Lucy Terry Prince
What made Lucy Terry Prince’s obituary so unusual?
Lucy Terry Prince died in 1821. Her obituary(a notice of a person’s death, usually including information about their life) appeared in the August 14, 1821 issue of the Vermont Gazette newspaper. The author wrote that she was a “remarkable woman” with rare(uncommon) qualities. At that time, newspaper obituaries were usually short. Lucy Terry Prince’s obituary was long and said many good things about her intelligence and talents. This was unusual for two reasons: she was a woman, and she was Black.
In the 1800s, society thought that white men were more important than Black people and women. What did Lucy Terry Prince do in her lifetime to be called a remarkable woman in the newspaper?
White slave traders kidnapped Lucy Terry as a baby from Africa in the 1730s. She lived as an enslaved person in Rhode Island and Deerfield, Massachusetts.
In Massachusetts, several community members and friends died in a French-led Abenaki raid(an attack) in 1746. Lucy Terry created a poem about the raid. This poem, called The Bars Fight, was meant to be shared out loud. It was published about 100 years later. This poem made Lucy Terry America’s first published African American poet. Terry was well known for being intelligent and gifted with language.
Lucy Terry married a Black man named Abijah Prince around 1750. He was no longer enslaved and helped Lucy Terry Prince gain her freedom. Together, they had six children. The family moved to farmland in Guilford, Vermont, in 1775.
In Guilford, the Princes had racist neighbors. The neighbors tore down their fences and destroyed their crops. Lucy Terry Prince argued her family’s case before the Governor of Vermont in 1785. She impressed the Council with her skilled speech and "captivated(to attract and hold someone’s attention) all around her.”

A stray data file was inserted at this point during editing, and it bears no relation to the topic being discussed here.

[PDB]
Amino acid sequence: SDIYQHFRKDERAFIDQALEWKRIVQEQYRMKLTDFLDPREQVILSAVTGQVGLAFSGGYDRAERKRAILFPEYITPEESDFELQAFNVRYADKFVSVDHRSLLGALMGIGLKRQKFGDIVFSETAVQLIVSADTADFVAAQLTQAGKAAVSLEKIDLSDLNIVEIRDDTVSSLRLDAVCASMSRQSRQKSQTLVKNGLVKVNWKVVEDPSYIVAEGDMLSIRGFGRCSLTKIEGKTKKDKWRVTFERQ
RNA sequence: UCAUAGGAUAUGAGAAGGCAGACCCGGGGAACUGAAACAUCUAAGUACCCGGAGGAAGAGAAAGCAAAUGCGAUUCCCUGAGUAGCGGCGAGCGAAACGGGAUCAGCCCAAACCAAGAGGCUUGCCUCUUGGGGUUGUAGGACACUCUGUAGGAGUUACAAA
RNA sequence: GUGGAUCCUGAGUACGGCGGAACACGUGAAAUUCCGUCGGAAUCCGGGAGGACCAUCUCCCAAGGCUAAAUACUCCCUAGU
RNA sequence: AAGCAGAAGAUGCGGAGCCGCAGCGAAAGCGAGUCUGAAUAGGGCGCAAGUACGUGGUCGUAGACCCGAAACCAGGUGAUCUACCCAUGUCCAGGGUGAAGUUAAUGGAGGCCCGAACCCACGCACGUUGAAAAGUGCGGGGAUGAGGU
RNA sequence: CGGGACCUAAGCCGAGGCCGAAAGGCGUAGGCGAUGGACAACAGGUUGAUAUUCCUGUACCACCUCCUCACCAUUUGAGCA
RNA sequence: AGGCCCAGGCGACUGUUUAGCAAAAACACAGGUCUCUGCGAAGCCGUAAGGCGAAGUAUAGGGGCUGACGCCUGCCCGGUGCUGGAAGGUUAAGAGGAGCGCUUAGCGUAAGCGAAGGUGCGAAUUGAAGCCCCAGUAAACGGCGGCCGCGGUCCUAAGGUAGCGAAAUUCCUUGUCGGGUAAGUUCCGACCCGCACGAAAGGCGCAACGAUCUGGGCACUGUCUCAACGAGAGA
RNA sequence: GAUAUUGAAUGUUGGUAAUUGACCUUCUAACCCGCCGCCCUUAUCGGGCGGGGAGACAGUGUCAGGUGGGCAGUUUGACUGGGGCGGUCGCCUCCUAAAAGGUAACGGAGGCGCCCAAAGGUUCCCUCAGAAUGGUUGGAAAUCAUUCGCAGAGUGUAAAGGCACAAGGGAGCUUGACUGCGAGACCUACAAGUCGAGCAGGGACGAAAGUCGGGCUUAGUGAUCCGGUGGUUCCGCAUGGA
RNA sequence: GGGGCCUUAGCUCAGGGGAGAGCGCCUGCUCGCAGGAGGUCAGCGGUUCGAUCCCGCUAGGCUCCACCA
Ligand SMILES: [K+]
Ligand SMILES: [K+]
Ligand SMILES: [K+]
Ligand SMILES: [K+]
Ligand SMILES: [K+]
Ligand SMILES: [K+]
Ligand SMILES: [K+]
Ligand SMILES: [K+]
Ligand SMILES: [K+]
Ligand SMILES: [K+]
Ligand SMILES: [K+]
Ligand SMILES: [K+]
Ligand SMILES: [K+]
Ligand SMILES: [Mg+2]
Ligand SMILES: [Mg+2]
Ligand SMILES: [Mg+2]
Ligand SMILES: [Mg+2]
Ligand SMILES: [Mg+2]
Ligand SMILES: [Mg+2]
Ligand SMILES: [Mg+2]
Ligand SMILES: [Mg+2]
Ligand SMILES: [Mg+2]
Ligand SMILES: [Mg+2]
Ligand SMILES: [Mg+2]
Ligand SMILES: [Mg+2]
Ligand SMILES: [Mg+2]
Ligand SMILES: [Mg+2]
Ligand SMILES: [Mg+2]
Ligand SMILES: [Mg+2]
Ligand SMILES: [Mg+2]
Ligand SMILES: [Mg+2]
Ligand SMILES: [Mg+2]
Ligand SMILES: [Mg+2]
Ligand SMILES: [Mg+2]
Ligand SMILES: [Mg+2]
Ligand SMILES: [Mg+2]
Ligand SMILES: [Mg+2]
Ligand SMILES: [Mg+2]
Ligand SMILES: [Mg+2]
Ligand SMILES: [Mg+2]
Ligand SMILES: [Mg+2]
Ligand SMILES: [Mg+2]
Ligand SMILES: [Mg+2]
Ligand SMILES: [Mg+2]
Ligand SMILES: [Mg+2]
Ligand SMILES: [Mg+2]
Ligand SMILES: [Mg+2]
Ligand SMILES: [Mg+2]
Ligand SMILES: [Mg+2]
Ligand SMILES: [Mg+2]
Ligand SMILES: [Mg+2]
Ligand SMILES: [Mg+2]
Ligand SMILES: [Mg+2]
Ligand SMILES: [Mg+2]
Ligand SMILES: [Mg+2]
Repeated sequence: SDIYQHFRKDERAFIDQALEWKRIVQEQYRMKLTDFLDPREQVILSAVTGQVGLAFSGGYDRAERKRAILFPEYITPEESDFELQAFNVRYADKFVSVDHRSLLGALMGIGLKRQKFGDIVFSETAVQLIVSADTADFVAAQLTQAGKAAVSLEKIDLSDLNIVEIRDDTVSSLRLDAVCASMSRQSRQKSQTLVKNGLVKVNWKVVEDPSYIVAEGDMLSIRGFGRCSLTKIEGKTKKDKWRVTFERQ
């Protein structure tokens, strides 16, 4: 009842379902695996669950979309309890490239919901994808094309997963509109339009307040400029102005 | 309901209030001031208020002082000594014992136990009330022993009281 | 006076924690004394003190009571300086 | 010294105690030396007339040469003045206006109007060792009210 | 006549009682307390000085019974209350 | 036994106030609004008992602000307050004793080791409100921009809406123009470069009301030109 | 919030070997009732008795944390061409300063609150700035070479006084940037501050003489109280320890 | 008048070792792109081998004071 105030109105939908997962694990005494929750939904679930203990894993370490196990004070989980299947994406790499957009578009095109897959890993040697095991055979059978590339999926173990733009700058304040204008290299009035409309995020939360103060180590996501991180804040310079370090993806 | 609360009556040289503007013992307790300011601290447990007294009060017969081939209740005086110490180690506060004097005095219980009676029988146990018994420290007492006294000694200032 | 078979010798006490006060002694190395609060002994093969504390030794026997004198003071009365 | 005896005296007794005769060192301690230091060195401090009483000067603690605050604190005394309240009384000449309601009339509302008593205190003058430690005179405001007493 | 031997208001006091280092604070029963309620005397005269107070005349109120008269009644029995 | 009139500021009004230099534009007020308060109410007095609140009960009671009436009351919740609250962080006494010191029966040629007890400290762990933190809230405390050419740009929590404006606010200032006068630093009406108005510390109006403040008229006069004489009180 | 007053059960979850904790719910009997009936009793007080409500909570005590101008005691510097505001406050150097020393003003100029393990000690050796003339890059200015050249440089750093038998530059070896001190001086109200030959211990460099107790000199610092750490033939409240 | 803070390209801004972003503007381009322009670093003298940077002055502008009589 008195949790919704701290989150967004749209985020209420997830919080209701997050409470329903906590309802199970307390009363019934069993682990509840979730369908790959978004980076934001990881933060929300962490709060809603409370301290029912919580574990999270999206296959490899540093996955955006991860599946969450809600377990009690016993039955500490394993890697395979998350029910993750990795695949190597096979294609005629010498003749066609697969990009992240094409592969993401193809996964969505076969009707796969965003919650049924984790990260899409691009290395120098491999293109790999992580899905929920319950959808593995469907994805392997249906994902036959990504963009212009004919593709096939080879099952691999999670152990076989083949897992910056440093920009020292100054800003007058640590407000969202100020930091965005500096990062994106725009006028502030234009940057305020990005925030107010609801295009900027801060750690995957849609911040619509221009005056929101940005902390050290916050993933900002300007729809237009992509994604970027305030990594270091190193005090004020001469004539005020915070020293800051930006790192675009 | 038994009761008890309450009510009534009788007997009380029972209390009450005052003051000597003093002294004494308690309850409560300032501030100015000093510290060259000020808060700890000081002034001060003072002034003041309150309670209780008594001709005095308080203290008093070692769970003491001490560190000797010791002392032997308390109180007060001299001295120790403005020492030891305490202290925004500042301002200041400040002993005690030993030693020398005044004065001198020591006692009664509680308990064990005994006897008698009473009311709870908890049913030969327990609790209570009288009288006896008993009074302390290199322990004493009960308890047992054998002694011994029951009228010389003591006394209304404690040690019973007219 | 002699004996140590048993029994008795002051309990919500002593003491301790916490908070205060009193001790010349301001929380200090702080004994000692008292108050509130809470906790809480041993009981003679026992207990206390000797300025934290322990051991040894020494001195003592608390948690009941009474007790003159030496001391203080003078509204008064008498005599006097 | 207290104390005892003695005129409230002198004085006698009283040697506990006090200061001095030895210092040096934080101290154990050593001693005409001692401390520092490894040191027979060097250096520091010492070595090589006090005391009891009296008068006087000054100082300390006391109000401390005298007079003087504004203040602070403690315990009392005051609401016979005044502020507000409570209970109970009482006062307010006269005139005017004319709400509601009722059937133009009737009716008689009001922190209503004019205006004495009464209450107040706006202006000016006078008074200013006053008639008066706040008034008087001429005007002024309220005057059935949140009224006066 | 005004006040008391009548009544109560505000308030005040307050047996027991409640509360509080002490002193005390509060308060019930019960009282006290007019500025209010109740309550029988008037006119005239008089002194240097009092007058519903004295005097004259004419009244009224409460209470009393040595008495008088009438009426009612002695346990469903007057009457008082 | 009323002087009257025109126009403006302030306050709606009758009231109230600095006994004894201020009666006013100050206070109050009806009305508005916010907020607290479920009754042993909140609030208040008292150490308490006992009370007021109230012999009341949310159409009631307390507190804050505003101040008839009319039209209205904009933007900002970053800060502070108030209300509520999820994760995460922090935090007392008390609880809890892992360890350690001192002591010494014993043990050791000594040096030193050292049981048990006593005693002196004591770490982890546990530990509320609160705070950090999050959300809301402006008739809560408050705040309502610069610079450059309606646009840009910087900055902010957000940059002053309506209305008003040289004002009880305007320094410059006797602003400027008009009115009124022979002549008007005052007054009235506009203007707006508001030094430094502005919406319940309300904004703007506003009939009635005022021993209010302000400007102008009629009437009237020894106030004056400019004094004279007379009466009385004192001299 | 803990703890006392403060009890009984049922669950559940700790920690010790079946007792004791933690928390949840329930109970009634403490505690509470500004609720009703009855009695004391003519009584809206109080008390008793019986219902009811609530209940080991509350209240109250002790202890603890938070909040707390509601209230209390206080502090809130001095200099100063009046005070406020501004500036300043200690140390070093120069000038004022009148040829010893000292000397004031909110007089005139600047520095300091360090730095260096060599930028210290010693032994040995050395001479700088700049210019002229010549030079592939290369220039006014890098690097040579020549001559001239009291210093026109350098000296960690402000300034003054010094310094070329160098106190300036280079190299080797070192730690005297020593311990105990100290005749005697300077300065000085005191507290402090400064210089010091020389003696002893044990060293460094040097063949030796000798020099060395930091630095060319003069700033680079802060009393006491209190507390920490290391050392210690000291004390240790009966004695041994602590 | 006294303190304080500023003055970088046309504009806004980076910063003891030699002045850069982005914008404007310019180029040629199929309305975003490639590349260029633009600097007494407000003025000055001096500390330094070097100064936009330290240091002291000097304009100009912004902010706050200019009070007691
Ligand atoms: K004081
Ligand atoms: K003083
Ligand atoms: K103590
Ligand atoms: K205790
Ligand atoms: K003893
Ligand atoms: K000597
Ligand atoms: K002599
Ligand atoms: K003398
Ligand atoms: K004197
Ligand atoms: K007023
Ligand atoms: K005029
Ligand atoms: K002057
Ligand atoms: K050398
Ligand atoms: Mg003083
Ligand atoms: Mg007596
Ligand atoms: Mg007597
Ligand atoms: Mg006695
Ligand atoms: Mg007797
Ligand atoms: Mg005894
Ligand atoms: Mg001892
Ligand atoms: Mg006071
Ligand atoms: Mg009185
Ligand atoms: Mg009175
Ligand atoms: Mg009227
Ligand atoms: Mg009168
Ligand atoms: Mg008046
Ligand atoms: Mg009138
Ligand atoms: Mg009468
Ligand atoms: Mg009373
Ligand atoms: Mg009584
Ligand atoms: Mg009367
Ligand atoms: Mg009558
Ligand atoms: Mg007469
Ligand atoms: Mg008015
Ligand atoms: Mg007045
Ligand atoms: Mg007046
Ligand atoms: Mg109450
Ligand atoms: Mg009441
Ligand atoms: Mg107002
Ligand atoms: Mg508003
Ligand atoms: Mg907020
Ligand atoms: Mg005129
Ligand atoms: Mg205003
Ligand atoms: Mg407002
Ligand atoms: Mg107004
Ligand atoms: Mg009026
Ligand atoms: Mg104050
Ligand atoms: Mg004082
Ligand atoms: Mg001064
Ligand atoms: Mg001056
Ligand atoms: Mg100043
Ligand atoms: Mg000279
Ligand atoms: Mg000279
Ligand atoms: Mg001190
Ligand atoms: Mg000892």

The Prince family won their case, but that did not stop the abuse. Later, a mob led by the neighbor burned the Prince’s hay and harmed their farmhand. Vermont courts found the mob guilty. But the damage to the farm was already done. After her husband’s death in 1794, Lucy Terry Prince left Guilford.
Prince and some of her children moved to Sunderland, Vermont. Her husband bought land there many years earlier. To claim the land, they argued in the Vermont Supreme Court and won. In Prince’s old age, many would visit her home to hear her speak and share stories. When she died in 1821, she was a well-loved and respected member of the Sunderland community.
Thinking About History
Historians ask questions to think deeply about history.
Do you think Lucy Terry Prince got all the recognition she deserved in her lifetime? Why or why not?
Follow the links below to explore related topics.
Explore the Vermont Black History Database to learn more about Black Vermonters
Read the article Lucy Terry Prince: Forgotten Heroine from Green Mountaineer Magazine
Learn more about African Americans in Early Rural New England
Listen to the podcast Princes and Free Men from Before Your Time
Copy and paste this citation to show where you did your research.
Vermont Historical Society. "Lucy Terry Prince." Vermont History Explorer. Accessed February 25, 2024. https://vermonthistoryexplorer.org/lucy-terry-prince